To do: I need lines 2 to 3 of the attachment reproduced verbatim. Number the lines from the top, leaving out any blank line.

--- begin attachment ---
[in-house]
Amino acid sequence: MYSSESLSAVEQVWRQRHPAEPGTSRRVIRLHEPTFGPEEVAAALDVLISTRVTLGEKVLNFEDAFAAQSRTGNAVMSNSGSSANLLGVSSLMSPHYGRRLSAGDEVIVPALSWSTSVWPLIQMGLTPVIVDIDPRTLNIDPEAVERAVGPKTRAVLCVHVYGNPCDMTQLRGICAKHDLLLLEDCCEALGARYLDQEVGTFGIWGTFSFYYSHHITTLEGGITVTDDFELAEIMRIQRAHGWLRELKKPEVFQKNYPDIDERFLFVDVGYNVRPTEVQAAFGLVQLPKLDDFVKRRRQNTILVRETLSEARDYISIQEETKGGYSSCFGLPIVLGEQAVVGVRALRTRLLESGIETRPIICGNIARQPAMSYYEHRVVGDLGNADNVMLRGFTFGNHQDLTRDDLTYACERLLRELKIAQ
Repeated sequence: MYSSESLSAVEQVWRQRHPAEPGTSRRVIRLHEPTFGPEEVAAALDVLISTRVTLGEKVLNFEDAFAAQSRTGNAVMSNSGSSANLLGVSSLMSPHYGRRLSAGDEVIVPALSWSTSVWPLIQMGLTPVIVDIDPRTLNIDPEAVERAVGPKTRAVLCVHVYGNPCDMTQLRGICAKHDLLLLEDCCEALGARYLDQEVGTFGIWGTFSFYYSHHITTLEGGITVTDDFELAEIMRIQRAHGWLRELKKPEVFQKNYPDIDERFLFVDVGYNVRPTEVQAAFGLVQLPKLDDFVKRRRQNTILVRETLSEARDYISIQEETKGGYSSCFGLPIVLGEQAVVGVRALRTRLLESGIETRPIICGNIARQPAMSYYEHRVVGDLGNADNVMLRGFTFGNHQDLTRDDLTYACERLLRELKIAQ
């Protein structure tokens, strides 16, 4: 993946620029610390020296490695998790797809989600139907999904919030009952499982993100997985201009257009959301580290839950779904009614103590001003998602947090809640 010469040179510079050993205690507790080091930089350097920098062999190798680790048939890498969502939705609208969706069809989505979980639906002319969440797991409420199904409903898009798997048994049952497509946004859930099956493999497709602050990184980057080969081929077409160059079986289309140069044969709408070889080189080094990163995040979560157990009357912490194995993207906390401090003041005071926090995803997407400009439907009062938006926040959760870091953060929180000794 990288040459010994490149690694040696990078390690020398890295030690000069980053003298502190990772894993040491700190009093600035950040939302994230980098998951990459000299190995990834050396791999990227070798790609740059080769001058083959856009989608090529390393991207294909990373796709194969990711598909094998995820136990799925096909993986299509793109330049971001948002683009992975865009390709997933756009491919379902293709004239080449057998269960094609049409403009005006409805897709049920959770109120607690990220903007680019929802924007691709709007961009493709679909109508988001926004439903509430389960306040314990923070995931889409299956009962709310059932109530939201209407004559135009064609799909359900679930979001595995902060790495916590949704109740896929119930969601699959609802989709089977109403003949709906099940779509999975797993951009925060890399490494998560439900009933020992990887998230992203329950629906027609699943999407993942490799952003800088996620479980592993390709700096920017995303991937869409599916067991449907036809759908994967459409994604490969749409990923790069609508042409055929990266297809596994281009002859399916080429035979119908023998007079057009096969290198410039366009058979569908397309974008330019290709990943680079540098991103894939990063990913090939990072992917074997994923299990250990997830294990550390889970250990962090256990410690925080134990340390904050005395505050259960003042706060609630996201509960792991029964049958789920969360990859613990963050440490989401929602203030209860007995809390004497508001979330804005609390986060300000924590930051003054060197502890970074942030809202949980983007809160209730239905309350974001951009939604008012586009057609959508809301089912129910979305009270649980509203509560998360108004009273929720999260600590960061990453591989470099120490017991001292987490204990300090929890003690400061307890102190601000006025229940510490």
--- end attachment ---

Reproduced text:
Amino acid sequence: MYSSESLSAVEQVWRQRHPAEPGTSRRVIRLHEPTFGPEEVAAALDVLISTRVTLGEKVLNFEDAFAAQSRTGNAVMSNSGSSANLLGVSSLMSPHYGRRLSAGDEVIVPALSWSTSVWPLIQMGLTPVIVDIDPRTLNIDPEAVERAVGPKTRAVLCVHVYGNPCDMTQLRGICAKHDLLLLEDCCEALGARYLDQEVGTFGIWGTFSFYYSHHITTLEGGITVTDDFELAEIMRIQRAHGWLRELKKPEVFQKNYPDIDERFLFVDVGYNVRPTEVQAAFGLVQLPKLDDFVKRRRQNTILVRETLSEARDYISIQEETKGGYSSCFGLPIVLGEQAVVGVRALRTRLLESGIETRPIICGNIARQPAMSYYEHRVVGDLGNADNVMLRGFTFGNHQDLTRDDLTYACERLLRELKIAQ
Repeated sequence: MYSSESLSAVEQVWRQRHPAEPGTSRRVIRLHEPTFGPEEVAAALDVLISTRVTLGEKVLNFEDAFAAQSRTGNAVMSNSGSSANLLGVSSLMSPHYGRRLSAGDEVIVPALSWSTSVWPLIQMGLTPVIVDIDPRTLNIDPEAVERAVGPKTRAVLCVHVYGNPCDMTQLRGICAKHDLLLLEDCCEALGARYLDQEVGTFGIWGTFSFYYSHHITTLEGGITVTDDFELAEIMRIQRAHGWLRELKKPEVFQKNYPDIDERFLFVDVGYNVRPTEVQAAFGLVQLPKLDDFVKRRRQNTILVRETLSEARDYISIQEETKGGYSSCFGLPIVLGEQAVVGVRALRTRLLESGIETRPIICGNIARQPAMSYYEHRVVGDLGNADNVMLRGFTFGNHQDLTRDDLTYACERLLRELKIAQ